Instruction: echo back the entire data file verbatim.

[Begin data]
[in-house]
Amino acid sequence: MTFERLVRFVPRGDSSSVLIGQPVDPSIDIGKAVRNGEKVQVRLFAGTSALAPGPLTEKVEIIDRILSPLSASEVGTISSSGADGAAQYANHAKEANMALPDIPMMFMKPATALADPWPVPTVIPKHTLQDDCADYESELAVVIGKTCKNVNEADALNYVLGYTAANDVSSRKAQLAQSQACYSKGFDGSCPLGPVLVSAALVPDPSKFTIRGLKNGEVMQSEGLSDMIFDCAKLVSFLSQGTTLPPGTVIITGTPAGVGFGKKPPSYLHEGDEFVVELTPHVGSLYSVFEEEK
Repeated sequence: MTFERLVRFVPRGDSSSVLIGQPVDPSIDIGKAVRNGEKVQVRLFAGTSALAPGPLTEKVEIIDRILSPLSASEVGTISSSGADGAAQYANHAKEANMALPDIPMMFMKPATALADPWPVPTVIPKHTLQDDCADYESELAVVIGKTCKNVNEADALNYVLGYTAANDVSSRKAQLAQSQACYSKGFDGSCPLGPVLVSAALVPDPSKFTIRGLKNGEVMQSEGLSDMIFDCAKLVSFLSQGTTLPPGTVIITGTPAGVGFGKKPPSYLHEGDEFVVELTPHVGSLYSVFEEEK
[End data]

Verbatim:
[in-house]
Amino acid sequence: MTFERLVRFVPRGDSSSVLIGQPVDPSIDIGKAVRNGEKVQVRLFAGTSALAPGPLTEKVEIIDRILSPLSASEVGTISSSGADGAAQYANHAKEANMALPDIPMMFMKPATALADPWPVPTVIPKHTLQDDCADYESELAVVIGKTCKNVNEADALNYVLGYTAANDVSSRKAQLAQSQACYSKGFDGSCPLGPVLVSAALVPDPSKFTIRGLKNGEVMQSEGLSDMIFDCAKLVSFLSQGTTLPPGTVIITGTPAGVGFGKKPPSYLHEGDEFVVELTPHVGSLYSVFEEEK
Repeated sequence: MTFERLVRFVPRGDSSSVLIGQPVDPSIDIGKAVRNGEKVQVRLFAGTSALAPGPLTEKVEIIDRILSPLSASEVGTISSSGADGAAQYANHAKEANMALPDIPMMFMKPATALADPWPVPTVIPKHTLQDDCADYESELAVVIGKTCKNVNEADALNYVLGYTAANDVSSRKAQLAQSQACYSKGFDGSCPLGPVLVSAALVPDPSKFTIRGLKNGEVMQSEGLSDMIFDCAKLVSFLSQGTTLPPGTVIITGTPAGVGFGKKPPSYLHEGDEFVVELTPHVGSLYSVFEEEK